Like any engineering aspirant, Ramesh Kumar Soni’s dreamed of securing admission in one of the prestigious IITs.
Unfortunately, it did not happen.
However, during his preparations in Kota, Rajasthan, he encountered the exciting field of nanotechnology, and shedding his disappointments aside, he decided to join Chennai’s SRM University for a BTech in the subject.
His growing understanding of nanotechnology propelled his interest towards developing atmospheric water generators (AWGs), a device that extracts pure, safe, clean, potable and remineralized water from humid ambient air.
He finished his BTech degree in May 2014, and joined the chemistry department at IIT-Madras, as a project associate the same year.
Here, alongside Professor T Pradeep from the Department of Chemistry, and PhD student, Ankit Nagar, he co-founded Vayujal on September 20, 2017, which develops AWGs.
Thus far, the startup has produced five units of AWGs, of which four generate 100 litres a day, and one generates 400 litres per day.
“The company’s patented surface engineering technology and unit design increases water collecting efficiency of AWG units and provides water at a cost 10-20 times less than the current bottled water costs,” says the company website.
The IIT-Madras incubated startup designs and structures the critical components like air filters, water purifiers, heat exchanger coils, condensers, evaporators, compressors and some fans and assembled all of them together.
Ramesh’s expertise in nanotechnology comes into play in the condensation process.
How does this machine work?
Speaking to The Hindu, Ramesh draws comparisons with how an air conditioner works, where there are different surfaces involved and where there is condensation of water.
“This condensed water is filtered, treated, mineralized and made fit for drinking or cooking. The structures used for cooling the air draw inspiration from cacti. Just as the cacti have small thorn-like structures, the cooling surface in the AWG too has some structures that is used to cool the air. When air passes through it, the relative humidity content goes high, and water starts to come out of it. The rate at which water is produced depends on the ambient temperature, humidity level, volume of air passing over the coil and the unit’s capacity to cool the coil,” explains Ramesh, speaking to the national daily.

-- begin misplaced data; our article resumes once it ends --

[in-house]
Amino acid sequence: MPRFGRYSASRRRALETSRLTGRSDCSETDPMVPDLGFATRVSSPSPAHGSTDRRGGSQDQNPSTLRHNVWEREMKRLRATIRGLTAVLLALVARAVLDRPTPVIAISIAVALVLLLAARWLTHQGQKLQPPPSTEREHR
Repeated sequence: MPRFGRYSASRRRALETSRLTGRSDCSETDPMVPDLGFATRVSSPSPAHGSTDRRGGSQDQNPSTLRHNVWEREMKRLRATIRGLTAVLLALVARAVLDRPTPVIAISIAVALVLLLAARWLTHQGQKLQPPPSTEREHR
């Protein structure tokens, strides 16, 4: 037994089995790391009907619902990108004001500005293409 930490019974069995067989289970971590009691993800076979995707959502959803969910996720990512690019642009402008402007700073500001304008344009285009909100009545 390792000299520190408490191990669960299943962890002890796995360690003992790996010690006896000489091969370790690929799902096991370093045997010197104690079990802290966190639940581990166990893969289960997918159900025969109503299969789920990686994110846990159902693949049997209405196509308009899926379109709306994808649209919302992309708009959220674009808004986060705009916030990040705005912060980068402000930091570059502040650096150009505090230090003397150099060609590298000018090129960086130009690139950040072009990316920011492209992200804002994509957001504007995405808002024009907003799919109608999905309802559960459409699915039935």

Speaking to The Better India, Ramesh says that developing AWGs to generate potable water isn’t a groundbreaking innovation, but Vayujal is developing units with higher efficiency.
For a city like Chennai, which is suffering from its worst water crisis in recent memory, these machines are critical.
“Today, many cities in India, particularly Chennai and Bengaluru, are suffering from a severe shortage of groundwater. In some cities, this water is expected to run out soon. Moreover, surface water bodies have been devastated. Right now, we are entirely dependent on the rain, and for drinking water, we are either reliant on water cans or RO purifiers. But conditions in Chennai make RO water a less viable option.